WOA Bridge

Honoring contributions of historic Iowa women

Women of achievement have inspired, pioneered and championed extraordinary accomplishments through their lives and their work.

Women of Achievement Award


The Women of Achievement Award recognizes the contributions of historical (deceased) Iowa women who made outstanding and lasting contributions to the citizens of Iowa or have advanced the well-being of others throughout the world.

This award will be a visible reminder to all crossing the Iowa Women of Achievement Bridge of their contributions to their work, communities, and the status of women.

2022 Honorees

Mary J. Whitely Coggeshall (1836-1911)
Mary J. Whitely Coggeshall was a state and national leader, orator, and writer in the suffrage movement, named by Carrie Chapman Catt as the mother of woman suffrage in Iowa. She settled in Des Moines in 1865 as a dedicated women's rights advocate. Coggeshall was the first woman west of the Mississippi River to be elected to the board of the National American Woman Suffrage Association. She addressed the Iowa House and Senate Committees regularly and held other various roles in local and national suffrage associations.

Dr. Christine Grant (1936-2021)
Dr. Christine Grant was the first Director of Women's Athletics at the University of Iowa, a strong advocate for Title IX and girls and women in sport, and a founding member of the Association of Intercollegiate Athletics for Women. She held roles on several NCAA committees, Women Leaders in College Sports, and Iowa Women's Foundation. As an expert, consultant, and spokesperson for Title IX, Dr. Grant testified before Congress, and taught thousands about how the law works and how to comply in the area of athletics.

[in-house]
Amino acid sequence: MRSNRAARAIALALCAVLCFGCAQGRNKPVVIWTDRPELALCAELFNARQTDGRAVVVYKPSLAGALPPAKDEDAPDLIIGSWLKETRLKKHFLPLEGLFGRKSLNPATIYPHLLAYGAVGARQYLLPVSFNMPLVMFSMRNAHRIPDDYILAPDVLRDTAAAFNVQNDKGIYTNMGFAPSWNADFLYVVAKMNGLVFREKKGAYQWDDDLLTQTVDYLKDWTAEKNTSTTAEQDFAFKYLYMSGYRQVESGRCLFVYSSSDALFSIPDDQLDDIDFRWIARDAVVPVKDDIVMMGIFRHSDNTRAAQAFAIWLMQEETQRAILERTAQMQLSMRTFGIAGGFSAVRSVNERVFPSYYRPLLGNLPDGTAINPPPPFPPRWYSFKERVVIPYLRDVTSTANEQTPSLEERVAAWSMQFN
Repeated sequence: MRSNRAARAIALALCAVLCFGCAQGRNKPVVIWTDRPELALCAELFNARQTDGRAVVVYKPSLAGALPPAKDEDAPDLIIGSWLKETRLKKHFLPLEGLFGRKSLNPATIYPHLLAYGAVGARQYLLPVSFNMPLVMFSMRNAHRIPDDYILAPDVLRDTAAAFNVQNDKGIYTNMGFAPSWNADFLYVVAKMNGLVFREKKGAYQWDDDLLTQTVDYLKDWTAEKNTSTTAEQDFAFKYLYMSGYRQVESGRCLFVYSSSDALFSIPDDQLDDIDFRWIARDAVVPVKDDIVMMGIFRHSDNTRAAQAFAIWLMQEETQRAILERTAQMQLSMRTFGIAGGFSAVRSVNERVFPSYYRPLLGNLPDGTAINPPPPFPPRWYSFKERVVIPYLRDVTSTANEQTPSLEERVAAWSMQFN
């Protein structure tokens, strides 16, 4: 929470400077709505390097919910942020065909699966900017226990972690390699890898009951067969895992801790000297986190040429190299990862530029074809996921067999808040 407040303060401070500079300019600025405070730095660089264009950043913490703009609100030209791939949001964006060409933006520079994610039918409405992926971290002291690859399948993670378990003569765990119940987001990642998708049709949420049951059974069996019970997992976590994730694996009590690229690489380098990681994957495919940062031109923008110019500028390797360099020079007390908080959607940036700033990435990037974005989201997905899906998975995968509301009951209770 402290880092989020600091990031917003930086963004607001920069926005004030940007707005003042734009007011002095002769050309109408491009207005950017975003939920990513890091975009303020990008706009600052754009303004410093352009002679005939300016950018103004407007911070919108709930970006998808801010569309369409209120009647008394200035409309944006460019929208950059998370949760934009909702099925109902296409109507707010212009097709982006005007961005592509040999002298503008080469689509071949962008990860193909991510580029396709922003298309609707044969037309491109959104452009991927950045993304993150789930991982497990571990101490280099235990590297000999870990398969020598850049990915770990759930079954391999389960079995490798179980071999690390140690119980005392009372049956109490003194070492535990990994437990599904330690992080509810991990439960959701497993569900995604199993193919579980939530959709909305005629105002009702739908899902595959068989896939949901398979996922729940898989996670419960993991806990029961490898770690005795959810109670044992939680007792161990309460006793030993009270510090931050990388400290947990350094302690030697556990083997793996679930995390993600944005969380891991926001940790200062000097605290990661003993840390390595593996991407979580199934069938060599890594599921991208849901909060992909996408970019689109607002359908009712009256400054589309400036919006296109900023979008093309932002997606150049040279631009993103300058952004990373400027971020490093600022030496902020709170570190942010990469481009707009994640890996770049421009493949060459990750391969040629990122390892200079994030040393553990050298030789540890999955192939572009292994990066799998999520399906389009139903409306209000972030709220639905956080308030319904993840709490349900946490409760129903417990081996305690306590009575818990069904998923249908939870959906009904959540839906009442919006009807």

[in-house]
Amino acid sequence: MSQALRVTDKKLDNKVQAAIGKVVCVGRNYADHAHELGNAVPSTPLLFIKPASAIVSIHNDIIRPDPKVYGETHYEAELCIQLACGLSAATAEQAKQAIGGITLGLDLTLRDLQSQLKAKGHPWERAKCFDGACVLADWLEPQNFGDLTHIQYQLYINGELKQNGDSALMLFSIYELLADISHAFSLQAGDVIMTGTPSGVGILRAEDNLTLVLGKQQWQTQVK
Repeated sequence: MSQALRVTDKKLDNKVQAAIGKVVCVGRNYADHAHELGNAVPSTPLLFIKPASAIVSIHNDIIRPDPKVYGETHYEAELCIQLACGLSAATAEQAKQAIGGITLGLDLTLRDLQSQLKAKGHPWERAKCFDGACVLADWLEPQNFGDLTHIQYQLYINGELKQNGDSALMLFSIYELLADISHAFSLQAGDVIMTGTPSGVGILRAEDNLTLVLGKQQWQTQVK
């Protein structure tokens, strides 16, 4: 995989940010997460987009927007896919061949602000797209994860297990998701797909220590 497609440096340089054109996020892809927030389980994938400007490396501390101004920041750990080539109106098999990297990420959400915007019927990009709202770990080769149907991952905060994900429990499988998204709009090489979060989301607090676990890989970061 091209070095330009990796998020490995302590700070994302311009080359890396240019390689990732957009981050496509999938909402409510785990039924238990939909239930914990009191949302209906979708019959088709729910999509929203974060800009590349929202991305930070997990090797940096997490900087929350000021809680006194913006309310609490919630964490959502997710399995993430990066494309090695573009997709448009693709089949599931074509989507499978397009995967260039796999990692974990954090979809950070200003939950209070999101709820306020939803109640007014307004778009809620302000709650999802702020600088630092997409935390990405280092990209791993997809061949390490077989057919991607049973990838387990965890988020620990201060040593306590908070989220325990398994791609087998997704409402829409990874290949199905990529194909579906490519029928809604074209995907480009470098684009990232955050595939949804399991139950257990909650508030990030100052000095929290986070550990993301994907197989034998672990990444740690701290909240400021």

Maria, Running Moccasins, Pearson (1932-2003)
Maria, Running Moccasins, Pearson was an internationally-known American Indian leader who was considered the mother of repatriation. Her partnership with former Iowa Governor Robert Ray led to the Iowa Burials Protection Act. After advocating across the nation, this core model in Iowa later led to the federal law of the Native American Graves Protection and Repatriation Act. She served as the governor's Liaison for Indian Affairs, and acted as an advisor on Indian health and rights.

LaMetta Wynn (1933-2021)
LaMetta Wynn became the first black woman to hold the position of mayor in any Iowa municipality when she was elected as the Mayor of Clinton in 1995. She served on state commissions as appointed by three governors, and through annual trips to Washington D.C., secured $50 million in federal aid for the city of Clinton. Wynn was a registered nurse and served on the Mercy Hospital Board of Directors and Clinton Community School Board.

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